Breast-feeding provides nutritional, immunological and developmental benefits for human infants. In the present 2-year follow-up study, EBF among children born to HIV-infected women was strongly associated with reductions in risk of cough, cough and fever, cough and difficulty breathing or chest retraction or refusal to feed, acute diarrhoea, watery diarrhoea, dysentery, fever and outpatient visit during the first 6 months of life. The observed beneficial effect of EBF for cough continued in the first 12 months of life. The importance of these findings lies in the demonstration of health benefits of EBF, especially reduction in respiratory and diarrhoea morbidity among children born to HIV-infected women. These results are similar to those reported from other studies that examined the associations of EBF and child morbidity outcomes(12,31,32)
; however, the previous studies were done in different settings and populations. In a cohort study from India, the risk of diarrhoea among 6–11-month-old infants was threefold higher among those who had PBF at or below 3 months compared with infants who had EBF beyond 3 months(31)
. In another longitudinal study in Peru, the prevalence of diarrhoea among children who were partially breast-fed was double that among children who were exclusively breast-fed (15 % v
. 7 %) during the first 6 months of life(12)
. In that study children who were par tially breast-fed at 3–5 months had a threefold higher risk of diarrhoea using the prevalence data and had 1·8-fold insignificant risk of diarrhoea using the incidence data compared with children who were exclusively breast-fed. In the Philippines, the risk of diarrhoea comparing partially breast-fed children at 4 months with those who were exclusively breast-fed beyond 4 months was found to be 12·9 in the urban and 6·3 in the rural sample(32)
The advantages of EBF include provision of nutrients and reduced exposure to pathogens in contaminated complementary foods, thereby decreasing the risk of gastrointestinal infections(33)
. Potential mechanisms whereby EBF would reduce the risk of infectious diarrhoea are through provision of immune factors in the gut that may inhibit pathogens and by enhancing the integrity of infant gut mucosa. The presence of immune factors and adequate nutrients in breast milk could also enhance infant systemic immune function and nutritional status, thus lowering the risk of infectious morbidity such as respiratory illnesses. Secretory IgA (sIgA) antibodies for instance are the main component of humoral factors(8)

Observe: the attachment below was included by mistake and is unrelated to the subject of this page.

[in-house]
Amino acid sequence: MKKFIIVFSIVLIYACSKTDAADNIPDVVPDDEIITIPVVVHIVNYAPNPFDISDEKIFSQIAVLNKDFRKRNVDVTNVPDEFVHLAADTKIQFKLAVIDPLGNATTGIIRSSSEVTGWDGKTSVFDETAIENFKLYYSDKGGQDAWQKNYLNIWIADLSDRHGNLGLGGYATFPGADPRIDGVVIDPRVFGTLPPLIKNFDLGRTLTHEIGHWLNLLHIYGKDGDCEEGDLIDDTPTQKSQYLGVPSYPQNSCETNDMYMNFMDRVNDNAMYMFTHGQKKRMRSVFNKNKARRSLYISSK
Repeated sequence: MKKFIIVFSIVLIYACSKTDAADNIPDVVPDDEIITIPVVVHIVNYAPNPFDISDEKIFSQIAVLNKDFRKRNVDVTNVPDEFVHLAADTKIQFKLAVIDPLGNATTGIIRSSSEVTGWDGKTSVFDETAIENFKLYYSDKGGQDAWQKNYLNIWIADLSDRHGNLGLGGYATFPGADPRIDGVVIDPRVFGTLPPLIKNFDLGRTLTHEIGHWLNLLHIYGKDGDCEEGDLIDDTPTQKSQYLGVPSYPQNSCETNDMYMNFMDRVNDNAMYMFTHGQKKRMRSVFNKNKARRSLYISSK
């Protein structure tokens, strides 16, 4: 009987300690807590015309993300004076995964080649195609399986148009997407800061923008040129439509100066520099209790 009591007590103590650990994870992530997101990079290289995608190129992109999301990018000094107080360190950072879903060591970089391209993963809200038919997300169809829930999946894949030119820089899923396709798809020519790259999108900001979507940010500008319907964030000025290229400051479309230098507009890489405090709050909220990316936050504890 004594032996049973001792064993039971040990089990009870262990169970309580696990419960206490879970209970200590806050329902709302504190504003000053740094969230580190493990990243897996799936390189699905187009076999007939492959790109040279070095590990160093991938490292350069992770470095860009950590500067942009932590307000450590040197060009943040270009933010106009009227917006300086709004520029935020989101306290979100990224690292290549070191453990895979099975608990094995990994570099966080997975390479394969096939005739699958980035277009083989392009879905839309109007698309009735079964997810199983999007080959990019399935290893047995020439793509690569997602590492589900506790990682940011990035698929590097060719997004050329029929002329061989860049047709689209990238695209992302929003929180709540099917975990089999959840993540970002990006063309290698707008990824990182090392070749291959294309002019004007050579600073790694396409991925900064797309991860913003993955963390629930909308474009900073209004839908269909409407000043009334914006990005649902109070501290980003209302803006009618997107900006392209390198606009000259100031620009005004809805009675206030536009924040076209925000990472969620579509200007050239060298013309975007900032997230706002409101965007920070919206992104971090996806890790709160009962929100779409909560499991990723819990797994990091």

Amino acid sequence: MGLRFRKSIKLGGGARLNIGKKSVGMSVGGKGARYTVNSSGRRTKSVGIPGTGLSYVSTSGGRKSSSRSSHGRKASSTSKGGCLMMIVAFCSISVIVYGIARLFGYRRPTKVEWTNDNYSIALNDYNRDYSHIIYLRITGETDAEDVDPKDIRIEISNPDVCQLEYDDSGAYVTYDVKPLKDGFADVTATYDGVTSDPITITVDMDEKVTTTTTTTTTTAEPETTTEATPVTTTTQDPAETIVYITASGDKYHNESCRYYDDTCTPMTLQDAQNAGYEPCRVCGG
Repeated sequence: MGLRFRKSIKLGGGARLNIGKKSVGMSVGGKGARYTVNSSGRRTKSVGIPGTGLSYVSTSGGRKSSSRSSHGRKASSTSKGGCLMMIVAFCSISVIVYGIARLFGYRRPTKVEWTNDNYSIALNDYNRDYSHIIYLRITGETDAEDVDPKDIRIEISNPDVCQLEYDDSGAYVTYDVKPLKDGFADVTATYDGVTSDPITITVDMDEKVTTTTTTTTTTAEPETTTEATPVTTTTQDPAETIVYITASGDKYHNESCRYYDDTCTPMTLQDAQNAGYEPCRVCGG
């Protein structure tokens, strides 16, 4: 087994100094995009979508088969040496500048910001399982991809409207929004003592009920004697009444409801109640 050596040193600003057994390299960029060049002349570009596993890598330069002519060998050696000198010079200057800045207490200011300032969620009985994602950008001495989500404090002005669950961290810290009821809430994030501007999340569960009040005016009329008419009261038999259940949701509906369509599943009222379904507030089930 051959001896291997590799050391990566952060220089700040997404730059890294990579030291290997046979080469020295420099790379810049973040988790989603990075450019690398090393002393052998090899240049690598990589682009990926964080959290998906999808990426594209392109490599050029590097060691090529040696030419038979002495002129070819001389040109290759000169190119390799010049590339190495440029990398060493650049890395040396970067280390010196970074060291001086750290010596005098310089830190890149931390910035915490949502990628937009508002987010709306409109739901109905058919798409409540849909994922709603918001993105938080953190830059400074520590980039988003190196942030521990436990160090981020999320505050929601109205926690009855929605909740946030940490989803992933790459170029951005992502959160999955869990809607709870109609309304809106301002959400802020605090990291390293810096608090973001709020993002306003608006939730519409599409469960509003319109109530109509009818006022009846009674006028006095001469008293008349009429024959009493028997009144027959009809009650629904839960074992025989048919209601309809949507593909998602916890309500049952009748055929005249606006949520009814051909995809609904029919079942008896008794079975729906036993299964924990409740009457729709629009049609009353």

, and protect against viral(34,35)
and bacterial infections(35–37)
. Non-specific factors such as lactoferrin, lysozymes, nucleotides, oligosaccharides and cytokines in breast milk further aid the sIgA functions(2)
. Breast milk has growth factors that enhance infant gastrointestinal maturity and function and help maintain gut mucosa integrity.
Inconsistent results on the relationship between EBF and child growth have been reported in a few studies. No difference in weight gain and length gain at 4–6 months was found among children fully breast-fed (defined as no other nutritive foods or liquids) compared with partially breast-fed infants in the Philippines(38)
. Also a study in Sudan that compared EBF and PBF showed no significant difference in weight gain, but higher length gain in the EBF group during 20–24 weeks of age(39)
. In a cohort study from Belarus, EBF for 3 months was associated with significantly greater weight and length gain during 3 to 6 months compared with children exclusively breast-fed for 6 months or more(9)
. Findings from Brazil showed that EBF was associated with reduced diarrhoea episodes and better WAZ overall(40)
. Our study did not find any benefit or disadvantage in exclusive v
. partial breast-feeding in relation to growth faltering.
The major strength of our study is the prospective nature in which data were collected, allowing for a proper temporal relationship to be assessed between EBF and infectious and other morbidities. However, the study had several limitations. It is possible that methodological limitations may have accounted for the lack of association between EBF and growth faltering, for instance, since much of the morbidity data were based on 1-month recalls by mothers and it is possible that mild symptoms such as cough and diarrhoea may not have been recalled well for that long, which may have led to misclassification of these endpoints. On the other hand, such misclassification is most likely non-differential with respect to EBF status and might have led to null associations. We also conducted analysis combining both HIV-infected and non-infected children primarily because there were only a few HIV-infected children during the first 2 years of follow up. Furthermore, the results of the present study may not be generalizable to children born to mothers with a later HIV disease stage since only 20 % of the mothers in our study were stage II or higher at enrolment.
In conclusion, we observed a strong association between EBF and significant reduction in the risks of respiratory and diarrhoeal morbidities during the first 6 months of life among children born to early-stage HIV-infected women in Tanzania. These findings support the recommendation of promoting EBF from 4 to 6 months among HIV-infected women who opt to breast-feed. Therefore, women should be supported in their choice of infant feeding practices and educated on the advantages and disadvantages of exclusive v. partial breast-feeding.